More and more application developers have come to rely on platform-as-a-service providers for building and scaling software.
WebRTC's complexity makes it ripe for this kind of approach, so it's no surprise that so many early WebRTC companies have been platform service providers. Unfortunately for customers, the nascent Rent-Your-WebRTC-Solution market has proven pretty unstable.
News came yesterday that yet another provider of WebRTC hosted services—in this case, Requestec—has been acquired. We've seen this movie before with Snapchat's acquisition of AddLive and we'll probably see it again, maybe multiple times.
At &yet, we've been working steadily at creating open source software and approaches to infrastructure to help our clients avoid the volatile WebRTC rental market.
We believe we can help use and create common standards while working collaboratively with a coalition of developers who want to push WebRTC forward in an open way.
We're pretty old school. We believe that's the way the best parts of the web have always been, and if it's up to us, that's the way the web—including WebRTC—will always be.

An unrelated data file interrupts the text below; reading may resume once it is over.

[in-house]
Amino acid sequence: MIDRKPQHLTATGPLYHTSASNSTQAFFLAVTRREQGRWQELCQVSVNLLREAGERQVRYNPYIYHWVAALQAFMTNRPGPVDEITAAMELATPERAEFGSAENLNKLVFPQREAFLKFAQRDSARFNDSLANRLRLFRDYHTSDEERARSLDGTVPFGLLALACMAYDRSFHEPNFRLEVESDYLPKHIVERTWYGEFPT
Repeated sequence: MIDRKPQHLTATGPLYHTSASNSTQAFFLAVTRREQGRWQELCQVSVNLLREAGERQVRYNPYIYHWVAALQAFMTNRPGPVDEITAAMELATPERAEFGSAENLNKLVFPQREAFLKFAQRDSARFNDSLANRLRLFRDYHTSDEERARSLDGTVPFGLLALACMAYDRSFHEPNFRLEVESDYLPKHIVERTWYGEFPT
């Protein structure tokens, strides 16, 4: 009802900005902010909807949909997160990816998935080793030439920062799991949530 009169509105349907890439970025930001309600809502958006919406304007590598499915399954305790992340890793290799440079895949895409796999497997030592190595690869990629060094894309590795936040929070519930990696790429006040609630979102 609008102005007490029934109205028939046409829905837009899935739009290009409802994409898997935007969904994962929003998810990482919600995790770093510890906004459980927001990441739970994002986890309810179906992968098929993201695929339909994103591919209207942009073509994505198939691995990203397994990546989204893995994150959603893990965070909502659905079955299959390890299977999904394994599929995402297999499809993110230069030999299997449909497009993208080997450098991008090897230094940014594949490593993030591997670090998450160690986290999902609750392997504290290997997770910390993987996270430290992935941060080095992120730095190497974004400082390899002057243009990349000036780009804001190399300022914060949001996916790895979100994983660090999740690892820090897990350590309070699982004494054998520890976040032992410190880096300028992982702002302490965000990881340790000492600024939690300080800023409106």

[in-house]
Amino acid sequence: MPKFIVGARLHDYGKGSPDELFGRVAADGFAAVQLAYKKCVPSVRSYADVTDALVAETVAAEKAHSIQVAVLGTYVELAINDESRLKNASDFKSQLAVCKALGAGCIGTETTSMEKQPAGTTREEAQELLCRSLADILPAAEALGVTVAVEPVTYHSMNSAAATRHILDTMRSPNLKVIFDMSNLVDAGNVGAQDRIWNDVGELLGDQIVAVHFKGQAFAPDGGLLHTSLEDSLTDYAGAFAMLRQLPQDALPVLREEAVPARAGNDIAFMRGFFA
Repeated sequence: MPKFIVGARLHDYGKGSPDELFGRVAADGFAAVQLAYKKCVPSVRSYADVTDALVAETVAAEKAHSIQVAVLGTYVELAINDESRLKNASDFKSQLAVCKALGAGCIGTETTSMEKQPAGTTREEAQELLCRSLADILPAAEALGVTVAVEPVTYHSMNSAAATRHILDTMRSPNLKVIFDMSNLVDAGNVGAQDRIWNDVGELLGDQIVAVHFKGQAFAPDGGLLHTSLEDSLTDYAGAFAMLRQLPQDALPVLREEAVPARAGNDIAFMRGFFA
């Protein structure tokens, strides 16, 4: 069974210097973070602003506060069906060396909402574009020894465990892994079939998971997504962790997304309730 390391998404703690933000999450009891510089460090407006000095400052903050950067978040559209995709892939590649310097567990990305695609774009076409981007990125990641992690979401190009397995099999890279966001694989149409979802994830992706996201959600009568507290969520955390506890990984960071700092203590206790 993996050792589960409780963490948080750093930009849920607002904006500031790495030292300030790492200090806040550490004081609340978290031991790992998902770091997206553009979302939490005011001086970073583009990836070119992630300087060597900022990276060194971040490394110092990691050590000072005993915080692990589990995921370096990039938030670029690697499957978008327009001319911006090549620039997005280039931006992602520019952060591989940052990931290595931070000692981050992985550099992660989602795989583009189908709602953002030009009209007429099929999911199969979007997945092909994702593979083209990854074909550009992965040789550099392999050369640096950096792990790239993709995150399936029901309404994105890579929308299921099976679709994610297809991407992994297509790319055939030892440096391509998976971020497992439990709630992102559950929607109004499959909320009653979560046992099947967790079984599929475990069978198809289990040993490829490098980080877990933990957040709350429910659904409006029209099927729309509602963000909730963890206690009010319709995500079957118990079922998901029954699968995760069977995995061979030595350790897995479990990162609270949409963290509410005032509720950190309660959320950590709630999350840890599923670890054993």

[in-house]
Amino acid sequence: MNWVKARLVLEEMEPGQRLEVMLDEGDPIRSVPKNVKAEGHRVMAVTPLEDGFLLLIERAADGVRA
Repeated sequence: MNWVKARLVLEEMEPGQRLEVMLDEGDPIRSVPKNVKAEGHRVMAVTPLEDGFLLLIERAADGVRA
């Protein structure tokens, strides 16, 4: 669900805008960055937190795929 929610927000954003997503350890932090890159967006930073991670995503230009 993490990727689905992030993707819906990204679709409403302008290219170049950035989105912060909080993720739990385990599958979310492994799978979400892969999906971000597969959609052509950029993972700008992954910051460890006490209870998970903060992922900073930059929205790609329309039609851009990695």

As with any software, yes, you could build your entire platform yourself—from frontend to backend, from clean-coded clients to sustainable ops, including scalable and secure signaling, NAT traversal, and media servers. But it's awfully expensive and time-consuming to do that, even if you can find folks who have strong competence in this field. (And we can vouch that it's not a trivial undertaking, because we've spent a year and a half doing it!)
So you could rent, you could build your own, or you could work with a technology team that has the following qualities:
- They're experts on all aspects of WebRTC
- They're veterans with many other realtime technologies
- They produce code libraries that are extremely easy to build upon
- They're dev-friendly, ops-knowledgeable, and totally approachable
- They're dedicated to teaching and open-sourcing everything they know
- They're even willing and able to help you run the platform yourself
- They're completely independent and bootstrapped so they'll never sell the company—period
Sounds like one of those gauzy dream sequences in a cheesy movie–the kind that's shown right before someone gets hit with a large dose of cold, hard reality.
But this movie has a happy ending, because at &yet we're just that kind of team.
Want to write your own story when it comes to WebRTC?